Today I raced at the Burlingame Criterium (Just south of the airport in San Fran). It was in a cute little downtown area with some technical corners. I had one teammate in my race, but she wasn't very strong. I did the same as the last race-- worked my way to the front and held off any attacks. It was a lot faster than the last race though. I made my personal best for wattage. I won a prime worth $25 and got third place overall in a field of 35! They had a podium ceremony and there were a lot of spectators. I got a nice prize bag including a bianchi t-shirt, bianchi pump, dura-ace 10 spd chain (worth $60), protech skin care sunscreen, a dura-ace hat, CO2 cartidge, and some coupons for free lip stuff. I think it totals to about $120 worth of stuff. YAY!!!
It was a lot of driving, but luckily the events were in the morning, so the traffic wasn't that bad and I got home early to rest. Today was a great day!

Friday, June 22, 2007

Thursday Breakfast Ride

Katie Norton Grade Part III

Who: Sacramento Wheelmen Thursday Away Crew
Where: Auburn, Bowman Park and Ride to Beyond Dutch Flat up Norton Grade
What: 72 miles with 5500' of climbing

The History:
2002: 1989 Univega with Downtube shifters and no climbing gears = epic and excruciating, fear of not making it

2005: 2004 Felt F55 triple + 1 flat that took 30 minutes to fix+ 90 degrees = hard work and fun with good friends

2007: 2006 Felt 3C Carbon compact double + powertap + racing = a long beautiful ride with lots of climbing and my good friends including Tom Goodwin, 82 years old (team old go fast)

Today is a rest day! Off to the track on Saturday to try out my new toy-- Bianchi Pista Track Bike!!!! Burlingame Criterium Sunday.

Davis Double Ride Report 2007

Davis Double Report 2007

Why would anyone in their right mind want to ride their bike 200 miles in one day? For each person it’s probably different. For over three decades the Davis Bike club has put on the Davis Double Century, possibly the oldest and largest D.C. in the country. It’s an ultra-cycling beginner proving ground and family reunion or sorts for the small world of diehard ultra freaks. Over 1000 people each May spend between 8-17 hours peddling between Davis and Clear Lake.

I started doing it back in 2003 when centuries didn’t seem worth the entry fee, since I was doing them as training rides with the Sacramento Wheelmen anyway. After my first finish, I knew I was hooked. What I realize now is that they teach me how strong I am—not just physically, but they teach you what you are made of mentally and spiritually. I also loved the people. Yes, they were a bit off the deep end, but there was no room for whiners. You have to have a well developed sense of humor. The sense of accomplishment and doing something unique just couldn’t be matched.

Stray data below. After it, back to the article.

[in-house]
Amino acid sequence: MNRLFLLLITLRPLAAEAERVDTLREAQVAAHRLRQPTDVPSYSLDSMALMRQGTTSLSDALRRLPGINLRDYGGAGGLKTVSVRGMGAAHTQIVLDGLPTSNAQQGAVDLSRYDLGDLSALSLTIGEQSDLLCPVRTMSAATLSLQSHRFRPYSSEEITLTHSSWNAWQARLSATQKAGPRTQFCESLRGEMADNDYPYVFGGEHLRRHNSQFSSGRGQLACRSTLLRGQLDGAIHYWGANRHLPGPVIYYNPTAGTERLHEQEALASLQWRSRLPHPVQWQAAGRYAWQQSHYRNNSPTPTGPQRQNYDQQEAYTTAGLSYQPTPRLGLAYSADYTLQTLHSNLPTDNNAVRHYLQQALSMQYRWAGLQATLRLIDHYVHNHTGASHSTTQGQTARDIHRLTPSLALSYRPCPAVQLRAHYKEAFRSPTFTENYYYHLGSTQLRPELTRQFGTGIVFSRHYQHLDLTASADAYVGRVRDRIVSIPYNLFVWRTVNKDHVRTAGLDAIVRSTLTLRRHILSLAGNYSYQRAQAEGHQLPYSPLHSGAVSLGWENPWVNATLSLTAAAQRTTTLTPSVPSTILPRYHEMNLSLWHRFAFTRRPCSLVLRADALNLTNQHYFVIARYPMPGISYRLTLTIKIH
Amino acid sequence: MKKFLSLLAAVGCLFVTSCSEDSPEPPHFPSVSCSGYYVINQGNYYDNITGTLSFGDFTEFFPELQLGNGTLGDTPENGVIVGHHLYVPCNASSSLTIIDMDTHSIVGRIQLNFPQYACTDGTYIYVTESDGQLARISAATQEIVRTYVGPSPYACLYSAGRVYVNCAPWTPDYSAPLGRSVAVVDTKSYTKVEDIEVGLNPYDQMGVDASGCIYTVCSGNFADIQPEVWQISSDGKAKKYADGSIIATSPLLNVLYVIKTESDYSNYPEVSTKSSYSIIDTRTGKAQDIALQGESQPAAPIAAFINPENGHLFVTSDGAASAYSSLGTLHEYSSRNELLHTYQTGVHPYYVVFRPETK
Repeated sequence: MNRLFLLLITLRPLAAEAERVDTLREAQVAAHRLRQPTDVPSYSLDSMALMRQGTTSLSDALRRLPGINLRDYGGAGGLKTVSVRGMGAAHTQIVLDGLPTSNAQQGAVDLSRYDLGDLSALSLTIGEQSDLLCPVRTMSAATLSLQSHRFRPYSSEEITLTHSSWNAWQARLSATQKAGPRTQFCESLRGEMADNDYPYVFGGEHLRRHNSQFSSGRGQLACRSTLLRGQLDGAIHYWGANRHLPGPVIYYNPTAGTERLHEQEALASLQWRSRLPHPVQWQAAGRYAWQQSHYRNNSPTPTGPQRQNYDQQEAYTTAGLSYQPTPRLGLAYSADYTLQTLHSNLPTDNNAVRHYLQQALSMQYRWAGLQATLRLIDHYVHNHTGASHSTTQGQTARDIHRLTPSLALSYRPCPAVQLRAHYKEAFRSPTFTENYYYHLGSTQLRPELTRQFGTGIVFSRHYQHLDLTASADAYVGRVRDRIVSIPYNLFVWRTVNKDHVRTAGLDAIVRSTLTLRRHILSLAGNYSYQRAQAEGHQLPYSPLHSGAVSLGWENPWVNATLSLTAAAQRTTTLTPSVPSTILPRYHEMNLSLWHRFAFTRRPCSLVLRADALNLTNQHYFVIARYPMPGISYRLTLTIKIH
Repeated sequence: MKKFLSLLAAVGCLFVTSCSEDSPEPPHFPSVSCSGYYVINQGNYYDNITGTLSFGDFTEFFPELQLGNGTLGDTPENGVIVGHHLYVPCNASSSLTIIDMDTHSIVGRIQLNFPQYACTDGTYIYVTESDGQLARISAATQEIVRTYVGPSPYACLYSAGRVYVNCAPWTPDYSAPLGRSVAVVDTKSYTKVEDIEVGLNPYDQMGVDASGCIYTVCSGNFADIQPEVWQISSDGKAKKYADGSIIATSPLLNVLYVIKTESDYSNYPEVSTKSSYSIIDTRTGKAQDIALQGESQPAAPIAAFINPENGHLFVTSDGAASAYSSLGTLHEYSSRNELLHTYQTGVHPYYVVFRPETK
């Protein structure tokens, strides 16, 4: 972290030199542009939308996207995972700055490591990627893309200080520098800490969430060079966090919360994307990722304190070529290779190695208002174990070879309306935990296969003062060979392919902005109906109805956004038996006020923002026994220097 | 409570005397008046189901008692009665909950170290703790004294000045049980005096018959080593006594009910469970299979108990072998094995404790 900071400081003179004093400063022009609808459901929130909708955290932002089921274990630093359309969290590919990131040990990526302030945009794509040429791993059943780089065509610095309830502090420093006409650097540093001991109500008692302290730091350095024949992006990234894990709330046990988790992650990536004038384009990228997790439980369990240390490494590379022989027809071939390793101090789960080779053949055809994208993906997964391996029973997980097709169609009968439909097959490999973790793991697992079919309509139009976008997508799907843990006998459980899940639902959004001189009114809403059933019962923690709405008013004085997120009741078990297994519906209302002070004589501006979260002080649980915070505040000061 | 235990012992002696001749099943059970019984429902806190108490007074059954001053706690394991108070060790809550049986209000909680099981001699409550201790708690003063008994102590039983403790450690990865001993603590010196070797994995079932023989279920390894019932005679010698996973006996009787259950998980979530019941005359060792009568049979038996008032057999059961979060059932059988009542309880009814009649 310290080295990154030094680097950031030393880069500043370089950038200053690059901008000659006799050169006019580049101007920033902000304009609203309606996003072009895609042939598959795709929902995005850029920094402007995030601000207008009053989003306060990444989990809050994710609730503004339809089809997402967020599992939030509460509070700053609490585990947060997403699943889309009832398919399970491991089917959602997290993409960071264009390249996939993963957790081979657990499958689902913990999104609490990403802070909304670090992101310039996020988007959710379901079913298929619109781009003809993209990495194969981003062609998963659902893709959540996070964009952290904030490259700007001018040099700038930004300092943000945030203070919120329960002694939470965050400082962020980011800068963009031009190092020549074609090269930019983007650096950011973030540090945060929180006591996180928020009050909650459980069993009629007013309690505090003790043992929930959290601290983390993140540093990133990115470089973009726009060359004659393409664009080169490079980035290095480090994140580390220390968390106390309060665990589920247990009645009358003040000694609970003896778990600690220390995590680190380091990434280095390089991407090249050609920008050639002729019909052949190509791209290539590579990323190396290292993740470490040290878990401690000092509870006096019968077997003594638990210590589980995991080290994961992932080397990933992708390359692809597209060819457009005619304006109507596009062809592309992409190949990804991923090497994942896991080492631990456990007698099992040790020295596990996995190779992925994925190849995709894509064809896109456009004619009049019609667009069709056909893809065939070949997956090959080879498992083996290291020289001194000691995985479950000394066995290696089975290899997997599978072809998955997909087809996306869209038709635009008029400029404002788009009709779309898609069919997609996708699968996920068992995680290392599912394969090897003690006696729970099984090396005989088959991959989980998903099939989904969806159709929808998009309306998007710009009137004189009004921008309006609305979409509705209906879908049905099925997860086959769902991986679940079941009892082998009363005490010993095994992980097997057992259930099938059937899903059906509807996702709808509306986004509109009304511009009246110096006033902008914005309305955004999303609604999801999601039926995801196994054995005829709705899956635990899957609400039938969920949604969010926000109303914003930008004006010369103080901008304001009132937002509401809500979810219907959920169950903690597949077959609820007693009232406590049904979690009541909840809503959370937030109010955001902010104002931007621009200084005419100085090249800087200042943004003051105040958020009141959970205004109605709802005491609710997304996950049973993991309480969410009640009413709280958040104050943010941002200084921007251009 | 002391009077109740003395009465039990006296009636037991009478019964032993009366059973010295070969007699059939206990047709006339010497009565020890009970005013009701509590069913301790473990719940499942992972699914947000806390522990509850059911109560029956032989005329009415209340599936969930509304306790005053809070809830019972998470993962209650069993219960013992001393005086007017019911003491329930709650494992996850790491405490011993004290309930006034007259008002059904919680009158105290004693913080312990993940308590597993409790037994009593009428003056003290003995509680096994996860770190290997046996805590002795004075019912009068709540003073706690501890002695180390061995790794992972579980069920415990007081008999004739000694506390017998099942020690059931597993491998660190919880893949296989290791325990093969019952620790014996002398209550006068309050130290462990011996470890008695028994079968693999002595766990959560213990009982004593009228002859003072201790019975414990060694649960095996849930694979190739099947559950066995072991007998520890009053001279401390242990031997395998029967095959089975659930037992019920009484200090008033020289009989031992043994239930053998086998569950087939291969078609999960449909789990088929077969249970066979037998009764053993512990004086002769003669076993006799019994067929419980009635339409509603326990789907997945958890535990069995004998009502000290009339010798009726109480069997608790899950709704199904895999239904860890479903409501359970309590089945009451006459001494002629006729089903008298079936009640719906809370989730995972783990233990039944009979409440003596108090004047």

This year proved to be a strange one. I planned on riding the coat-tails of Dino, my Cat 3/coach/uber-cyclist/boyfriend extraordinaire. I knew it would be a good day based on the fact that he has always been one of my favorite people to cycle with and is a steady strong wheel. We planned on meeting Steve Rex, builder of Rex Bicycles, and the mythical tandem train that everyone tries to stay with—last year they finished in nine hours.

When we met up with them, I spotted Fresno Bella, Lori Cherry-- one of my favorite people in the ultra scene and personal hero. Last year she won the Triple Crown Stage Race! We exchanged hugs and hellos and talked about the latest news. As we approached rest stop #1, I noticed the large group accumulating and make-shift road block. Davis bike club volunteers were turning us around. “There’s a fire up at Berryessa. We don’t know what’s going on, but word is that you’re going backwards.” This screwed up my plans for pacing and skipping rest-stops, but hey you have to go with the flow.

When it started climbing, we gave up on hanging with the tandems that sped us along at 24-27mph in the morning. I settled into a pace and felt my body start to wake up. We didn’t reach a rest stop until halfway up the first climb at mile 66, but I felt fine and remembered the cardinal rule of keeping hydrated and eating a lot.

The first half of the ride went quickly. Things got rough on the climb up Cobb mountain since I didn’t bring the gears I normally do. This was the first time doing a double on a double. Okay, it was a compact but it’s still not the same as having a 30X27! The ride down the hill was fun and we playfully harassed old friends Gilbert and Hooshang riding tandem. We also met up with Keith Cook, who always amazes me with how consistently he rides.

After lunch, I met my old nemesis, Resurrection—the last climb of the day. Why oh why does it always get me? I really don’t know. It’s not that steep or long. I felt trashed, but just kept peddling. I was bummed that I didn’t know where my brother Logan was—he had flatted early in the ride and wasn’t quite trained well enough. I told him that I was going for a personal best, but still didn’t like leaving him in the dust. Dino cheered me up with his wise cracks and encouragement.

At the bottom of the hill, it was time for some rollers and then the dreaded last 40 miles of flats. Time for the big pain riding the Dino-train. The big pace-lines of past years were nowhere to be seen. It was mostly us two in the wind. I never look at the miles, especially at this point in the ride. The time goes quickly, but the miles creep by. One rider came up and asked us if we were part of a tandem team after Dino pointed out a bump. If I had a dollar for every time someone asked me that this year, I would have been able to pay for my entry fee! Okay, I was getting grouchy, but I had an excuse after 170 miles.

I was so happy when I saw the Davis City Limit signs! People were cheering and clapping as riders finished. Even though I had been eating all day long, I gulped down ice cream and apple crisp, barbequed chicken and 7-ups. I finished a little bit faster than last year—11 hours on the bike, 17.7 mph average (big thanks to Dino). Overall it was a great ride. The Davis Bike Club did a great job saving the ride and providing good support.